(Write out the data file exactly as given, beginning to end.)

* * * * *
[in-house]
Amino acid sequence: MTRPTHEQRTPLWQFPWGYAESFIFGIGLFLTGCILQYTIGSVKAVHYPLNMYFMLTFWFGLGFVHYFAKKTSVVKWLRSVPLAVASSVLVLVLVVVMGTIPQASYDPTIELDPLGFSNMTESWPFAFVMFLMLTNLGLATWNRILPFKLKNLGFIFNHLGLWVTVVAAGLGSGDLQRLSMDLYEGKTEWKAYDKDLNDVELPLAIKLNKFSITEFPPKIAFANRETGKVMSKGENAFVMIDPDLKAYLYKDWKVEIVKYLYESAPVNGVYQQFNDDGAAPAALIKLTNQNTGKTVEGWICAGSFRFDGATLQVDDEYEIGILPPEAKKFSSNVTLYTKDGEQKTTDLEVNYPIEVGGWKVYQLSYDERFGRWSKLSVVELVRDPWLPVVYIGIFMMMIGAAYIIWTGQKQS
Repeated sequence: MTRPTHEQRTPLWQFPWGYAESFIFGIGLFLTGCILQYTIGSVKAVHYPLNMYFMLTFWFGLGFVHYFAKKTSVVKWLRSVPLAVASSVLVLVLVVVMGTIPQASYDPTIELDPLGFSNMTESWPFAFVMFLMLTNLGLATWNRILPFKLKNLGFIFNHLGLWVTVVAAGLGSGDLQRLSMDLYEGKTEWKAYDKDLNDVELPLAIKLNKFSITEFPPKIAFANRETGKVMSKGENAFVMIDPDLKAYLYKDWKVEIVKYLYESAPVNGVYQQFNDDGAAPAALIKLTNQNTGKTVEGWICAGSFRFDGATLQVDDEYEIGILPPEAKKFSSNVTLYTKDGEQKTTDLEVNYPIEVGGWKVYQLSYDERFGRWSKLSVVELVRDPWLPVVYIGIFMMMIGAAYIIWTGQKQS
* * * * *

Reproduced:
[in-house]
Amino acid sequence: MTRPTHEQRTPLWQFPWGYAESFIFGIGLFLTGCILQYTIGSVKAVHYPLNMYFMLTFWFGLGFVHYFAKKTSVVKWLRSVPLAVASSVLVLVLVVVMGTIPQASYDPTIELDPLGFSNMTESWPFAFVMFLMLTNLGLATWNRILPFKLKNLGFIFNHLGLWVTVVAAGLGSGDLQRLSMDLYEGKTEWKAYDKDLNDVELPLAIKLNKFSITEFPPKIAFANRETGKVMSKGENAFVMIDPDLKAYLYKDWKVEIVKYLYESAPVNGVYQQFNDDGAAPAALIKLTNQNTGKTVEGWICAGSFRFDGATLQVDDEYEIGILPPEAKKFSSNVTLYTKDGEQKTTDLEVNYPIEVGGWKVYQLSYDERFGRWSKLSVVELVRDPWLPVVYIGIFMMMIGAAYIIWTGQKQS
Repeated sequence: MTRPTHEQRTPLWQFPWGYAESFIFGIGLFLTGCILQYTIGSVKAVHYPLNMYFMLTFWFGLGFVHYFAKKTSVVKWLRSVPLAVASSVLVLVLVVVMGTIPQASYDPTIELDPLGFSNMTESWPFAFVMFLMLTNLGLATWNRILPFKLKNLGFIFNHLGLWVTVVAAGLGSGDLQRLSMDLYEGKTEWKAYDKDLNDVELPLAIKLNKFSITEFPPKIAFANRETGKVMSKGENAFVMIDPDLKAYLYKDWKVEIVKYLYESAPVNGVYQQFNDDGAAPAALIKLTNQNTGKTVEGWICAGSFRFDGATLQVDDEYEIGILPPEAKKFSSNVTLYTKDGEQKTTDLEVNYPIEVGGWKVYQLSYDERFGRWSKLSVVELVRDPWLPVVYIGIFMMMIGAAYIIWTGQKQS